Stop Payment: The Cost to Cancel Checks at Banks

Stop payment fees vary depending on the bank and the type of account you have.
Spencer TierneyNov 8, 2021

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The fee to cancel, or “stop payment,” on a check can be $30 or more at many large banks. However, some banks and credit unions charge less, and the cost can vary depending on how you make the request. Here’s an overview of what you might pay.

» Want to start at the beginning? Find out how to cancel a check

Stop payment fees by financial institution

Here’s what it costs to request a stop payment for a personal check* at some of the bigger banks and credit unions:

Financial institution

Stop payment fee**

Ally Bank


Bank of America

$30 (waived for customers with Advantage Relationship Banking, Advantage with Tiered Interest Checking, Advantage Regular Checking accounts and Preferred Rewards), $0 for recurring debit transactions.


$25 via online or automated telephone banking; $30 via customer service call or at branch (waived for customers with Chase Sapphire Checking).


$30 (waived for customers with Citigold and Citi Priority accounts, as well as Private Bank clients).

Navy Federal Credit Union

$20 for a single item; $25 for a series of items.

Wells Fargo


Alliant Credit Union

$0 via online or phone; $25 when submitted verbally or in writing.

Bank5 Connect


BMO Harris Bank


Capital One 360


Connexus Credit Union


Consumers Credit Union


Discover Bank


HSBC Direct

$30 (waived for customers with HSBC Premier accounts).



PenFed Credit Union

$20 for a single stop payment; $30 for two or more simultaneous stop payments.

PNC Bank

$33 (waived for customers with Performance Select Checking).

SunTrust Bank


TD Bank

$30 (waived for customers with TD Relationship Checking & Savings, TD Beyond Checking and TD Premier Checking accounts). ***



Union Bank

$15 via online or automated telephone banking; $30 via customer service call or at branch.

U.S. Bank

$35 ($20 for Premium and Platinum Checking customers, $0 for members of the military).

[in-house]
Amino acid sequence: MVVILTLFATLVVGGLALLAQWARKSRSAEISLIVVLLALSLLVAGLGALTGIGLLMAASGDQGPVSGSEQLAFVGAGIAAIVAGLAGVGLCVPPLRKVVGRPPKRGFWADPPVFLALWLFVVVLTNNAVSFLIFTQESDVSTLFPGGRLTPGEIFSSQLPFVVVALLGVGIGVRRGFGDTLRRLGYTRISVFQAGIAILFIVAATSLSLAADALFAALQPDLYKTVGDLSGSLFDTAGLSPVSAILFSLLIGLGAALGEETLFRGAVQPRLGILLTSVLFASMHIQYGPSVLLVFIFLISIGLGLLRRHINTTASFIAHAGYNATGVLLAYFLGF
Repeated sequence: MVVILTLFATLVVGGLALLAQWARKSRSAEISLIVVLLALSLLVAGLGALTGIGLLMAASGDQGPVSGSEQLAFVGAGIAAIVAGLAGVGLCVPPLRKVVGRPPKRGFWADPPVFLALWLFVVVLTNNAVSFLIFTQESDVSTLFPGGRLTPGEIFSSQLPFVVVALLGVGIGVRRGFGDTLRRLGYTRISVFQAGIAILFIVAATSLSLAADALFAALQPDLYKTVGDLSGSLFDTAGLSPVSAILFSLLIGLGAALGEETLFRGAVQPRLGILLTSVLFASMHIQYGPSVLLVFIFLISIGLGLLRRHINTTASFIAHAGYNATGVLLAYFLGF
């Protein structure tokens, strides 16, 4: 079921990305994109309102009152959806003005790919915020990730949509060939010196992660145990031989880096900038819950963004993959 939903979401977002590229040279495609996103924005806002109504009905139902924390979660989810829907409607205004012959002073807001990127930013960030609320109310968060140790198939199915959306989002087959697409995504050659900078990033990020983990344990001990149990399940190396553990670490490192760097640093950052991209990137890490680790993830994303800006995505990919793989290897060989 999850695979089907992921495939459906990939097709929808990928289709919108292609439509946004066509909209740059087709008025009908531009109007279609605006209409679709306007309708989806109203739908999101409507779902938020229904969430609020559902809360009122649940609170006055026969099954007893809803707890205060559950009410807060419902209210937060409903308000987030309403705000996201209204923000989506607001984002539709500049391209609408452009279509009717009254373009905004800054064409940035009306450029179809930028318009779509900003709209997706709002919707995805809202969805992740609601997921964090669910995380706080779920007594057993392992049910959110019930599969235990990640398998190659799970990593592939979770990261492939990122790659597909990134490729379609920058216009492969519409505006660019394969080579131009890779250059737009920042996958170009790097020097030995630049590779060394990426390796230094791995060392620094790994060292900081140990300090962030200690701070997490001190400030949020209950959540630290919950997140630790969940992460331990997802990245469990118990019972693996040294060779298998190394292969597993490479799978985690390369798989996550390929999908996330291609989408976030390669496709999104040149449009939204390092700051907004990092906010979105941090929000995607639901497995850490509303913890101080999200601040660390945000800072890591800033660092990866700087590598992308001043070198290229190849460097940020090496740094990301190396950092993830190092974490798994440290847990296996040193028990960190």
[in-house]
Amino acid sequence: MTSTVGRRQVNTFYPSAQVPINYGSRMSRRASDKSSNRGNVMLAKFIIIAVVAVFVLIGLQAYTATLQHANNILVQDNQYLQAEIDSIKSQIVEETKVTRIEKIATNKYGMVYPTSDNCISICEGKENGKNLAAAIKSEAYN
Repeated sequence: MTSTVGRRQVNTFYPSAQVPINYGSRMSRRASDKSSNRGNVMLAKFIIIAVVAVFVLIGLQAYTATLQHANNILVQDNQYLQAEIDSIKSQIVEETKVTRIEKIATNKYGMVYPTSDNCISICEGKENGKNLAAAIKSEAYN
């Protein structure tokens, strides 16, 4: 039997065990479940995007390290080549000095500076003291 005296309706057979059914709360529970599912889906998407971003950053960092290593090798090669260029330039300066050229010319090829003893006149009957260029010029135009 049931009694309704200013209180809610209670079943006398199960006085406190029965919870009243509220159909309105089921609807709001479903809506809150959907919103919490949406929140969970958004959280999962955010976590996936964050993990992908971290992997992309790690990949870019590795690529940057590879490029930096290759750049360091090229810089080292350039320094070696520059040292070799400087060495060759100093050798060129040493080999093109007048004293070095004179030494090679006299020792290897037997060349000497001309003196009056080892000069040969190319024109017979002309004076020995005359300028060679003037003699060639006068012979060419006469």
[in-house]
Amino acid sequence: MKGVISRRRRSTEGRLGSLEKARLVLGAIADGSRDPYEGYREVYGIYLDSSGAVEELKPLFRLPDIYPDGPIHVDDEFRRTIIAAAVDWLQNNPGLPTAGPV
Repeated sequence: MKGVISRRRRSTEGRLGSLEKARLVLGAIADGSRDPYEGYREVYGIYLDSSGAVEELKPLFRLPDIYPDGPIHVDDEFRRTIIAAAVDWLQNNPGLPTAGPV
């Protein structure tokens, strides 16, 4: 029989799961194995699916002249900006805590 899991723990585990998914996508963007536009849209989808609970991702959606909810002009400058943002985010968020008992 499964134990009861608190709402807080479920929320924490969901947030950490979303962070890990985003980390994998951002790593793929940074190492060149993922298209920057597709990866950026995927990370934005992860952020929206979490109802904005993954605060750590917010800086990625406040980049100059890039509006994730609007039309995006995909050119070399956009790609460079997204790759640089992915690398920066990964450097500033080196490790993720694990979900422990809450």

*A preauthorized series of electronic transfers can also be canceled. Cashier's checks and certified checks usually are not eligible for stop payments.

**This information is based on each financial institution's current deposit agreements and disclosures online.

***TD Bank is only available on the East Coast: CT, DC, DE, FL, MD, ME, MA, NC, NH, NJ, NY, PA, RI, SC, VT, VA.

Some requests cost more

Generally, you can ask for a stop payment through online banking, automated telephone banking or customer service at a branch or over the phone. Some financial institutions have the same fee no matter what; others charge more for personal assistance.

Canceling multiple checks can be cheaper

Some institutions, including Navy Federal Credit Union and Pentagon Federal Credit Union, charge just a bit more to stop payment on a consecutive series of checks than they do for just one check. So if you lost or made errors on several checks recently, you can cancel them all at once at a lower cost than you could if you paid a separate fee for each one.

Chime logo
Learn More

Deposits are FDIC Insured

Chime Spending Account

Chime logo


Monthly fee


One logo
Learn More

Deposits are FDIC Insured

One Spend

One logo


Monthly fee


Citibank, N.A. logo
Learn More

Member FDIC

Citi Priority Checking

Citibank, N.A. logo


Monthly fee


LendingClub Bank logo
Learn More

Member FDIC

LendingClub Rewards Checking

LendingClub Bank logo


Monthly fee


Renewing a stop payment costs money, too

When a check’s date is more than six months old, most banks will consider it “stale,” but some may still honor it. A stop payment on a check usually lasts six months, so if you’re afraid a check might still be cashed at a later date, you’ll need to pay a fee to renew the stop payment.

Banks have a reason for not letting stop payment requests last forever.

"There is a lot of operational work around a stop payment," says Shirley Inscoe, senior analyst of retail banking and payments at the Aite Consulting Group in Boston.

When your bank approves a request to stop payment on a check, it must be able to single out and block that check. If your bank clears it by mistake, it becomes liable for that payment, Inscoe says.

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